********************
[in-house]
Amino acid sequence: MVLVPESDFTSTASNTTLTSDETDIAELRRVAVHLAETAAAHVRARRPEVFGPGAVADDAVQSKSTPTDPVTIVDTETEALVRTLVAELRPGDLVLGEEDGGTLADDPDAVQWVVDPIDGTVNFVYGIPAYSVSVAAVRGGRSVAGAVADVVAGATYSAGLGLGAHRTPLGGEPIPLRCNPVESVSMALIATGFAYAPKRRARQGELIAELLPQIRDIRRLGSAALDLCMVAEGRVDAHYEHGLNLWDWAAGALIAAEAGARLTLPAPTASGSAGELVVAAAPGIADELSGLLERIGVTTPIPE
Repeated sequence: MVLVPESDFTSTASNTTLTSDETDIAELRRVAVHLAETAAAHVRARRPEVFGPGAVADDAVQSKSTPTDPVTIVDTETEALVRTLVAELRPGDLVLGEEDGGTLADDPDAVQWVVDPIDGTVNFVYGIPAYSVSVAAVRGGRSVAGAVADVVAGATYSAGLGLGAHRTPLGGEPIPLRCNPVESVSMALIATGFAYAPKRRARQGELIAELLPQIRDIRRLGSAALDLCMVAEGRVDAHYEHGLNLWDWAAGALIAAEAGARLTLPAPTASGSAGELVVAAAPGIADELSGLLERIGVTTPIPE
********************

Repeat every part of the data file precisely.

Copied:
[in-house]
Amino acid sequence: MVLVPESDFTSTASNTTLTSDETDIAELRRVAVHLAETAAAHVRARRPEVFGPGAVADDAVQSKSTPTDPVTIVDTETEALVRTLVAELRPGDLVLGEEDGGTLADDPDAVQWVVDPIDGTVNFVYGIPAYSVSVAAVRGGRSVAGAVADVVAGATYSAGLGLGAHRTPLGGEPIPLRCNPVESVSMALIATGFAYAPKRRARQGELIAELLPQIRDIRRLGSAALDLCMVAEGRVDAHYEHGLNLWDWAAGALIAAEAGARLTLPAPTASGSAGELVVAAAPGIADELSGLLERIGVTTPIPE
Repeated sequence: MVLVPESDFTSTASNTTLTSDETDIAELRRVAVHLAETAAAHVRARRPEVFGPGAVADDAVQSKSTPTDPVTIVDTETEALVRTLVAELRPGDLVLGEEDGGTLADDPDAVQWVVDPIDGTVNFVYGIPAYSVSVAAVRGGRSVAGAVADVVAGATYSAGLGLGAHRTPLGGEPIPLRCNPVESVSMALIATGFAYAPKRRARQGELIAELLPQIRDIRRLGSAALDLCMVAEGRVDAHYEHGLNLWDWAAGALIAAEAGARLTLPAPTASGSAGELVVAAAPGIADELSGLLERIGVTTPIPE